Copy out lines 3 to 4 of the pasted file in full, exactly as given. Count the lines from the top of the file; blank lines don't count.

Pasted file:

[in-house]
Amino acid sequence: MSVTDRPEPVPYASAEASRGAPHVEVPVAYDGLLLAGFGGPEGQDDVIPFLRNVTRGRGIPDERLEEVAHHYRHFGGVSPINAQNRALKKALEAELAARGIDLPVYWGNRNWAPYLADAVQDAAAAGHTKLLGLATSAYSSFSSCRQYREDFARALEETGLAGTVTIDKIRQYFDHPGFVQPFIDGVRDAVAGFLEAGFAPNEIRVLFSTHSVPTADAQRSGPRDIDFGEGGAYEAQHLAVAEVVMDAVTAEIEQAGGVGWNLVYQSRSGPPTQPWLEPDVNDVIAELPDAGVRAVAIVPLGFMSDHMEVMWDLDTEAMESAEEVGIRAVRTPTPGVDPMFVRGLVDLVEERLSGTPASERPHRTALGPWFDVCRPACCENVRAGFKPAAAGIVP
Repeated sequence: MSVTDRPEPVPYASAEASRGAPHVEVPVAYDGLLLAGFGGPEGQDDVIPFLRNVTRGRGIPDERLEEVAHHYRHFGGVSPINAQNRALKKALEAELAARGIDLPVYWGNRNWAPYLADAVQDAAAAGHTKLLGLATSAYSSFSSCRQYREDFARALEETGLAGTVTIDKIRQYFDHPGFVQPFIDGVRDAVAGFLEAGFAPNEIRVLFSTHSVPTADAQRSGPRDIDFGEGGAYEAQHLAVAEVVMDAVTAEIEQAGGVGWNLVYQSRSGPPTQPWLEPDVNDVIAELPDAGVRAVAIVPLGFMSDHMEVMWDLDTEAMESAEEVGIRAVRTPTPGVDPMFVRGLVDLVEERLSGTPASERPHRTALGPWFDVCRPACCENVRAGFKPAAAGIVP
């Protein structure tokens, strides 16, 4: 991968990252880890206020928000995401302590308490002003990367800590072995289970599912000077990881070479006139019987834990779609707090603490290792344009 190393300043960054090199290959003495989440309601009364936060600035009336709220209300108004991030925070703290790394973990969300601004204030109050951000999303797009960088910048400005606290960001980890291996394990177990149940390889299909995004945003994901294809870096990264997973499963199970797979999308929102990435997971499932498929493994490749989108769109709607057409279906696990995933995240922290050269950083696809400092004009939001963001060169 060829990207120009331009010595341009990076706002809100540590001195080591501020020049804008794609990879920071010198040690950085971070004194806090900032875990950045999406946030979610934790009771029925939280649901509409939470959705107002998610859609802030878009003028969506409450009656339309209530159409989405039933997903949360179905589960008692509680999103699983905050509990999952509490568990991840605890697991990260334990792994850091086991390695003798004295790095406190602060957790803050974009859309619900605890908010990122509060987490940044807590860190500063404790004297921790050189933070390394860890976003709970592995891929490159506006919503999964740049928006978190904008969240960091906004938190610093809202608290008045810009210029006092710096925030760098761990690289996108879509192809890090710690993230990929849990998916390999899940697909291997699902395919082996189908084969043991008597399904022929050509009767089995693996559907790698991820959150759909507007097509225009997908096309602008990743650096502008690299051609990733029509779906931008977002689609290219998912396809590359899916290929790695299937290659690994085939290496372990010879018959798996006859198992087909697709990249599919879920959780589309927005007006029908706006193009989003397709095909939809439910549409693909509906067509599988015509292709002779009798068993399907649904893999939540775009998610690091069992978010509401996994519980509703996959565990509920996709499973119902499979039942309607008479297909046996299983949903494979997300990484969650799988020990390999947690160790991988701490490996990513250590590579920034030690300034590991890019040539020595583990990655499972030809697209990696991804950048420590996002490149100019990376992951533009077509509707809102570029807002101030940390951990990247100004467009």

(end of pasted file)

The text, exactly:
Repeated sequence: MSVTDRPEPVPYASAEASRGAPHVEVPVAYDGLLLAGFGGPEGQDDVIPFLRNVTRGRGIPDERLEEVAHHYRHFGGVSPINAQNRALKKALEAELAARGIDLPVYWGNRNWAPYLADAVQDAAAAGHTKLLGLATSAYSSFSSCRQYREDFARALEETGLAGTVTIDKIRQYFDHPGFVQPFIDGVRDAVAGFLEAGFAPNEIRVLFSTHSVPTADAQRSGPRDIDFGEGGAYEAQHLAVAEVVMDAVTAEIEQAGGVGWNLVYQSRSGPPTQPWLEPDVNDVIAELPDAGVRAVAIVPLGFMSDHMEVMWDLDTEAMESAEEVGIRAVRTPTPGVDPMFVRGLVDLVEERLSGTPASERPHRTALGPWFDVCRPACCENVRAGFKPAAAGIVP
């Protein structure tokens, strides 16, 4: 991968990252880890206020928000995401302590308490002003990367800590072995289970599912000077990881070479006139019987834990779609707090603490290792344009 190393300043960054090199290959003495989440309601009364936060600035009336709220209300108004991030925070703290790394973990969300601004204030109050951000999303797009960088910048400005606290960001980890291996394990177990149940390889299909995004945003994901294809870096990264997973499963199970797979999308929102990435997971499932498929493994490749989108769109709607057409279906696990995933995240922290050269950083696809400092004009939001963001060169 060829990207120009331009010595341009990076706002809100540590001195080591501020020049804008794609990879920071010198040690950085971070004194806090900032875990950045999406946030979610934790009771029925939280649901509409939470959705107002998610859609802030878009003028969506409450009656339309209530159409989405039933997903949360179905589960008692509680999103699983905050509990999952509490568990991840605890697991990260334990792994850091086991390695003798004295790095406190602060957790803050974009859309619900605890908010990122509060987490940044807590860190500063404790004297921790050189933070390394860890976003709970592995891929490159506006919503999964740049928006978190904008969240960091906004938190610093809202608290008045810009210029006092710096925030760098761990690289996108879509192809890090710690993230990929849990998916390999899940697909291997699902395919082996189908084969043991008597399904022929050509009767089995693996559907790698991820959150759909507007097509225009997908096309602008990743650096502008690299051609990733029509779906931008977002689609290219998912396809590359899916290929790695299937290659690994085939290496372990010879018959798996006859198992087909697709990249599919879920959780589309927005007006029908706006193009989003397709095909939809439910549409693909509906067509599988015509292709002779009798068993399907649904893999939540775009998610690091069992978010509401996994519980509703996959565990509920996709499973119902499979039942309607008479297909046996299983949903494979997300990484969650799988020990390999947690160790991988701490490996990513250590590579920034030690300034590991890019040539020595583990990655499972030809697209990696991804950048420590996002490149100019990376992951533009077509509707809102570029807002101030940390951990990247100004467009």